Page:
Want to have your own bespoke piece of jewellery made? Contact me to make an appointment.

A Bespoke Ring for an Artist - Ellie Kammer

One of the things I love most about working in a studio collective is meeting like-minded creatives who appreciate the handmade just as much as I do. I am really lucky to spend my days with such a talented group of artists and am so grateful to be able to exchange experiences, skills and advice with them.

One of those artists is painter, Ellie Kammer. As I have mentioned in previous posts, Ellie uses her experience of having endometriosis to inspire her paintings and uses them to raise awareness of this painful medical issue faced by many women. I have been a fan of Ellie and her beautiful work ever since meeting her, so when she had a challenge for me, to help her design and make a custom piece of jewellery, I happily accepted.

One of Ellie's amazing paintings, 'Endometriosis (Imponderable),' Oil on Canvas, 76cm x 61cm

One of Ellie's amazing paintings, 'Endometriosis (Imponderable),' Oil on Canvas, 76cm x 61cm

Ellie was looking for a contemporary variation of a traditional men’s silver cygnet ring in a geometric style for her partner’s Birthday and was keen to help make the piece. To add a personal touch to the gift, she wanted the ring face to feature three fine lines which would act as a subtle representation of their family: herself, her partner, and her stepson.

To leave a bit more room to experiment with the shape of the ring, I decided that we would work in wax and cast the piece. I first taught Ellie how to cut the wax blank which would form the initial shape for the ring. She then removed the excess wax from the centre of the blank, ensuring that it was the right size for her partner’s finger. It was Ellie’s first time making jewellery but she got the hang of it quickly.

Ellie testing her jewellery making skill on my unusually tidy workbench.

Ellie testing her jewellery making skill on my unusually tidy workbench.

From there I took over to work with the overall shape of the ring. I strategically removed wax from different areas to form an angular aesthetic. Once the carving was complete, I made the piece lovely and smooth, then sent it off for casting.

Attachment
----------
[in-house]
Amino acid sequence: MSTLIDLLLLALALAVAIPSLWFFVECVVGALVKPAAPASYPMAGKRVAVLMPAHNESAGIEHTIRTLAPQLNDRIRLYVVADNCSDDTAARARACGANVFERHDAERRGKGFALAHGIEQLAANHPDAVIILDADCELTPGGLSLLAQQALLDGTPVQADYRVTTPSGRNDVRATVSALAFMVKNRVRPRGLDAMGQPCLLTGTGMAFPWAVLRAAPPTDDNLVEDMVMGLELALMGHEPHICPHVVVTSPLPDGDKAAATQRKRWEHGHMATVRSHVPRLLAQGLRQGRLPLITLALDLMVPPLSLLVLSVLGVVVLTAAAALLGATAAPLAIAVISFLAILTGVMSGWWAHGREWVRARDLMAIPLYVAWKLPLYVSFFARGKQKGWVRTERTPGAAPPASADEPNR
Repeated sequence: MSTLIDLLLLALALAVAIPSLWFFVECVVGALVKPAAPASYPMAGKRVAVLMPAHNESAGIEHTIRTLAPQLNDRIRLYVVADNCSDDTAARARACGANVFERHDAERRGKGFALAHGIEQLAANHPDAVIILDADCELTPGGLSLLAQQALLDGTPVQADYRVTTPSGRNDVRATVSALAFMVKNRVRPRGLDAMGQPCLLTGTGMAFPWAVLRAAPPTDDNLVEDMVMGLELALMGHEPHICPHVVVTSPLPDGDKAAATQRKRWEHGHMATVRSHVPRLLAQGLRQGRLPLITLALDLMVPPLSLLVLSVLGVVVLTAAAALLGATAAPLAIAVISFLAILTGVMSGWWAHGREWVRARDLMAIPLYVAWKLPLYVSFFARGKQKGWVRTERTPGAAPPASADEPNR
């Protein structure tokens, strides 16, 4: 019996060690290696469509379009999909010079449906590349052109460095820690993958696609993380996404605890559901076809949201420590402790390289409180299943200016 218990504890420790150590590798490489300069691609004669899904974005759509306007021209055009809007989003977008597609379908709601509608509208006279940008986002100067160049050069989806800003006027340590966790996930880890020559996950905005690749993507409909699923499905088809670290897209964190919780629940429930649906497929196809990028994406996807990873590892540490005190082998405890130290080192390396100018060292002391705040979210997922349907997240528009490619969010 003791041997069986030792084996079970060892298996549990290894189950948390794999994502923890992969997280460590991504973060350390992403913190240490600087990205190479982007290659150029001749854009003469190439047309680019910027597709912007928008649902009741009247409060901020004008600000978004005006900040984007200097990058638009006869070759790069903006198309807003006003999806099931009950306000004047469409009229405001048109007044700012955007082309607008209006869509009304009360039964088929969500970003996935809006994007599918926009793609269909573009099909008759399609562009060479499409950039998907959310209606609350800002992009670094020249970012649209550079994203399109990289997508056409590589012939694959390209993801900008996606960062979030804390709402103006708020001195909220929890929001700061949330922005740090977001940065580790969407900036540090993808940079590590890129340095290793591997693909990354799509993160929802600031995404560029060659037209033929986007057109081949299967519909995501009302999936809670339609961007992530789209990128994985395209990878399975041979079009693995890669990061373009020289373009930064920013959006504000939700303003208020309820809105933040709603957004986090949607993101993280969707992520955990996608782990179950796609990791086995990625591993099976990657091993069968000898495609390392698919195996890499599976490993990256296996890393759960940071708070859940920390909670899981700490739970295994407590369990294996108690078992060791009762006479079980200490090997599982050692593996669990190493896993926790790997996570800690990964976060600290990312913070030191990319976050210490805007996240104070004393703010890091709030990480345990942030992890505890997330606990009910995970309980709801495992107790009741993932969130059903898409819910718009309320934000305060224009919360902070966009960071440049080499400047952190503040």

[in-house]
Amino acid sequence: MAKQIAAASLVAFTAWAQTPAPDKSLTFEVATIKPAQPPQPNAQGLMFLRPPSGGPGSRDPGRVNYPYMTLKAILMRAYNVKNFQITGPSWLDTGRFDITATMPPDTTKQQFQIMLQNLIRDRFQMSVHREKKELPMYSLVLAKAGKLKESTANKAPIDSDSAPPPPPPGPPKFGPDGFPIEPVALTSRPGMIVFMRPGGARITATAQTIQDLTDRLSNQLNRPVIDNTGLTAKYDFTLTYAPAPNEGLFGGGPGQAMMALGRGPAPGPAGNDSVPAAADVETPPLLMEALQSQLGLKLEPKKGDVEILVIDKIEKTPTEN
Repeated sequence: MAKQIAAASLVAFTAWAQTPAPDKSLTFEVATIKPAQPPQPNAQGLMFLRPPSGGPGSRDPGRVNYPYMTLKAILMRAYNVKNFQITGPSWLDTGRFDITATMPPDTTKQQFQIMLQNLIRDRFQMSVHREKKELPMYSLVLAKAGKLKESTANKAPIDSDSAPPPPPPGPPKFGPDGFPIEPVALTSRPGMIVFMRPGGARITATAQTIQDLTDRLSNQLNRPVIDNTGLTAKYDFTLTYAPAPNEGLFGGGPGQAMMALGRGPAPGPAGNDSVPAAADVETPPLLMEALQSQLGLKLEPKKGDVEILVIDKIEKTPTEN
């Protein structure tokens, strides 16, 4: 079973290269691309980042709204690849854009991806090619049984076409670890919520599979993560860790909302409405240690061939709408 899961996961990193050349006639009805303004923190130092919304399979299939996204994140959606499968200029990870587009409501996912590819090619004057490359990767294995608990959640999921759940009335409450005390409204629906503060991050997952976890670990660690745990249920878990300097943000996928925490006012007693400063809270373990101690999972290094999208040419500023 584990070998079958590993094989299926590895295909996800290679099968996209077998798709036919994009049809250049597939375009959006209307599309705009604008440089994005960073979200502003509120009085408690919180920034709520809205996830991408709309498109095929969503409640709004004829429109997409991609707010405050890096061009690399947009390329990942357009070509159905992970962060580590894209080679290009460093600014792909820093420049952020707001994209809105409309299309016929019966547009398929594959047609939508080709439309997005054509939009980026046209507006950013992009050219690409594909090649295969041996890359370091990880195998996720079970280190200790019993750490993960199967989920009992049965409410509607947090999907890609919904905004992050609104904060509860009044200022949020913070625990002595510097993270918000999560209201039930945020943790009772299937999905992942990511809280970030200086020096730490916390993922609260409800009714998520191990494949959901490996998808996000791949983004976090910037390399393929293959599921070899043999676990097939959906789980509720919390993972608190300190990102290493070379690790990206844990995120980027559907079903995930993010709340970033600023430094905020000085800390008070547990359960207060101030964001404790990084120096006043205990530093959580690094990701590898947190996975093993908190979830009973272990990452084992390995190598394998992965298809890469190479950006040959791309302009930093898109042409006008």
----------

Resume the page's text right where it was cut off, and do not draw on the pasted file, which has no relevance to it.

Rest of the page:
From a plain piece of wax to an almost finished wax ring.

From a plain piece of wax to an almost finished wax ring.

After the carved wax piece was cast in silver, I filed back a fine layer from the entire ring to remove any impurities and imperfections from the casting process. I then sanded the ring giving it an even finish.

Before and after casting.

Before and after casting.

Now it was time for the most important detail: the line work. I marked the three lines and sawed each one very carefully. When creating such a precise, geometric shape, any wrong move with the saw frame would almost certainly ruin the design, a fate which I wanted to avoid. Luckily, I managed to saw some good lines and moved onto the final clean-up and polish of the ring. To give the piece a more masculine and slightly grungy feel, I blackened the ring, then sanded it back leaving the patina in the relief areas only.

It was a delight to work with Ellie in creating this beautiful piece. We managed to make her deadline with time to spare and her partner was stoked to receive such a thoughtful gift. 

The final ring complete with crisp line-work all ready to be gifted. Photography courtesy of  Bianca Hoffrichter .

The final ring complete with crisp line-work all ready to be gifted. Photography courtesy of Bianca Hoffrichter.

Feeling inspired? To have your own custom piece of jewellery made, contact me to make an appointment.